Which goes right back to your “why” – and we hope you find it absolutely worth every second.
#10: Let’s Talk About Social Media
Last of all, do you have to have a social media account for your podcast? Short answer – No, BUT.
Long answer – it honestly depends on your desire-level to grow. If your podcast is personally fulfilling as a hobby, than no. If you hope to monetize, collaborate, or generate engagement, social media will accelerate the amount of people you are able to reach.
It takes a while to reach the right people, too. Not just the fellow entrepreneurs and the blogger circle, but the listener that needs and is ever-so-grateful for your show. But give it time.
I’ve made so many connections I’m grateful for through this incredible process. I needed the outlet through COVID. I grew so much and continue to grow. I’m on the fence now about keeping it at a hobby level, dropping it altogether to focus on my family, or crossing the line into small-business owner. Wish me luck!
Want to Learn Even More?!
Monica Packer, host of About Progress, and Rachel Nielson, host of the 3in30 Podcast for moms, celebrated my launch with me and are two of the most supportive and, incidentally, two of my favorite, humans on the planet, which I’m sure you know if you listen to our show!
They are teaching a few free classes this month gearing up to the re-opening of their coaching program – Podcast University – to give you a taste of their teaching style and help us newbies out!
The FREE classes are on:
- Monday, September 21 @ 1:00 pm MST (how to grow a podcast)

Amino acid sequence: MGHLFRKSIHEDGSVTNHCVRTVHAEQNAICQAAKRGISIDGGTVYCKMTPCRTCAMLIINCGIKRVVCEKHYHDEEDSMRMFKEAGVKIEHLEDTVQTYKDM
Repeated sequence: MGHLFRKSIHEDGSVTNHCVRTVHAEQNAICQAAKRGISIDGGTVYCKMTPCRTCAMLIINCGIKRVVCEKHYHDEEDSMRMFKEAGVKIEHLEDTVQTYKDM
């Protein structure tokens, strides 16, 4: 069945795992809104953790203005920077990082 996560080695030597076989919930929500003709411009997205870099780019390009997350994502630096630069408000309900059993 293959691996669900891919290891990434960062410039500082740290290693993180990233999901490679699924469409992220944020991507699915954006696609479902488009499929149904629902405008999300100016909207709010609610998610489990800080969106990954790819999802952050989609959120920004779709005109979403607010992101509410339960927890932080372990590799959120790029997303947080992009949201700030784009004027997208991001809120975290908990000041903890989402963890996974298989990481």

- Tuesday, September 22 @ 7:00 pm MST (how to start a podcast)
- Monday, September 28 @ 1:00 pm MST (how to start a podcast)
- Wednesday, September 30 @ 7:00 pm MST (how to grow a podcast)
But replays are included if you can’t make it live!
Within Podcast U, they also offer two full courses about starting (10 modules) and growing (8 modules) your own podcast in step-by-step detail, including a new feature – a private podcast – so that you can watch the training videos or listen.
They talk about everything from: What is an RSS feed?, to monetization, XLR hardware, the subtle differences between taglines, intros, show description, etc… interviewing, pitching guests, listener surveys, and more, complete with behind-the-scenes tutorials of the programs they use, and downloadable templates for interviewee release forms and pitches.
Enrollment includes lifelong access, bi-weekly live Q&A sessions, plus the Podcast U Facebook group where we cheer each other on, ask questions, and share about projects, podcast/life balance, etc…
Here’s to success on your journey wherever it takes you!
*This post contains affiliate links. I will be compensated if you make a purchase. I promise I only share products I stand by 1000%. Thank you sincerely for your support!